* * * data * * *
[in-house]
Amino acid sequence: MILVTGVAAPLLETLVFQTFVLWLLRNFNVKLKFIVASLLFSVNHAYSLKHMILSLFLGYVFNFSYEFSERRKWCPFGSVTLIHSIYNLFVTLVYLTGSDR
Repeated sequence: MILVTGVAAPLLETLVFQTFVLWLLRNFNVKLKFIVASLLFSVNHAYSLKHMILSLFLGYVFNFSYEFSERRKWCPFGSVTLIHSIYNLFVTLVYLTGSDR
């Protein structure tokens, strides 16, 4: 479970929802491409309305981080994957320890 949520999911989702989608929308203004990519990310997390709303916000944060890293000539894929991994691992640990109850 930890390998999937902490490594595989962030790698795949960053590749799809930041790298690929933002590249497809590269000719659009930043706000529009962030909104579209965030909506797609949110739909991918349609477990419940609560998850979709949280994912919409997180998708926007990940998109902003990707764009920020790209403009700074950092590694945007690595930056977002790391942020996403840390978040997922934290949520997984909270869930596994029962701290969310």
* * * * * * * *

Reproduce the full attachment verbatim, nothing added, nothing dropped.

[in-house]
Amino acid sequence: MILVTGVAAPLLETLVFQTFVLWLLRNFNVKLKFIVASLLFSVNHAYSLKHMILSLFLGYVFNFSYEFSERRKWCPFGSVTLIHSIYNLFVTLVYLTGSDR
Repeated sequence: MILVTGVAAPLLETLVFQTFVLWLLRNFNVKLKFIVASLLFSVNHAYSLKHMILSLFLGYVFNFSYEFSERRKWCPFGSVTLIHSIYNLFVTLVYLTGSDR
């Protein structure tokens, strides 16, 4: 479970929802491409309305981080994957320890 949520999911989702989608929308203004990519990310997390709303916000944060890293000539894929991994691992640990109850 930890390998999937902490490594595989962030790698795949960053590749799809930041790298690929933002590249497809590269000719659009930043706000529009962030909104579209965030909506797609949110739909991918349609477990419940609560998850979709949280994912919409997180998708926007990940998109902003990707764009920020790209403009700074950092590694945007690595930056977002790391942020996403840390978040997922934290949520997984909270869930596994029962701290969310």